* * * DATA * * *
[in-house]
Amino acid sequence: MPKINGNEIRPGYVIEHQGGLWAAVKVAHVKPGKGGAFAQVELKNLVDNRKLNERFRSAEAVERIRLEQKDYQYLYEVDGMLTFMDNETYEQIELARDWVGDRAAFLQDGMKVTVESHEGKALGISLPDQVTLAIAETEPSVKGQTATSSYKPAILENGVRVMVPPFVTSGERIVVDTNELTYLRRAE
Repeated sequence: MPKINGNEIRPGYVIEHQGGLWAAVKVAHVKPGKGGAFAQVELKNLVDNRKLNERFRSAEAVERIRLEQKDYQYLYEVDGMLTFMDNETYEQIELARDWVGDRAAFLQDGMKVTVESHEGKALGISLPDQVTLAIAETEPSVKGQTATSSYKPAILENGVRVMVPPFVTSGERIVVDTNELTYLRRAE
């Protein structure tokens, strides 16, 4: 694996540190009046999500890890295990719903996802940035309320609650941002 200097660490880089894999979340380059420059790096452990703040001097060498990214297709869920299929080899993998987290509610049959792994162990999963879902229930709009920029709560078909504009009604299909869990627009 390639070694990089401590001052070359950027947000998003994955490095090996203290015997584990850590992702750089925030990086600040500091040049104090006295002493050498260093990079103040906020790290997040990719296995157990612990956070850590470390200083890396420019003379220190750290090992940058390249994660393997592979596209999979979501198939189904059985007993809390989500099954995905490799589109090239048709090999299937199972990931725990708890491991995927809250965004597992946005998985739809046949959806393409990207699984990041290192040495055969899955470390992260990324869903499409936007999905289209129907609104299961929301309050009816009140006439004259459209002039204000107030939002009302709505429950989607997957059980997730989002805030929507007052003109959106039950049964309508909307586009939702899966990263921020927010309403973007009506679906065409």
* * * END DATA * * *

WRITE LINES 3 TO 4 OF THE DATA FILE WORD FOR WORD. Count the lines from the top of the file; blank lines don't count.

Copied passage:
Repeated sequence: MPKINGNEIRPGYVIEHQGGLWAAVKVAHVKPGKGGAFAQVELKNLVDNRKLNERFRSAEAVERIRLEQKDYQYLYEVDGMLTFMDNETYEQIELARDWVGDRAAFLQDGMKVTVESHEGKALGISLPDQVTLAIAETEPSVKGQTATSSYKPAILENGVRVMVPPFVTSGERIVVDTNELTYLRRAE
């Protein structure tokens, strides 16, 4: 694996540190009046999500890890295990719903996802940035309320609650941002 200097660490880089894999979340380059420059790096452990703040001097060498990214297709869920299929080899993998987290509610049959792994162990999963879902229930709009920029709560078909504009009604299909869990627009 390639070694990089401590001052070359950027947000998003994955490095090996203290015997584990850590992702750089925030990086600040500091040049104090006295002493050498260093990079103040906020790290997040990719296995157990612990956070850590470390200083890396420019003379220190750290090992940058390249994660393997592979596209999979979501198939189904059985007993809390989500099954995905490799589109090239048709090999299937199972990931725990708890491991995927809250965004597992946005998985739809046949959806393409990207699984990041290192040495055969899955470390992260990324869903499409936007999905289209129907609104299961929301309050009816009140006439004259459209002039204000107030939002009302709505429950989607997957059980997730989002805030929507007052003109959106039950049964309508909307586009939702899966990263921020927010309403973007009506679906065409």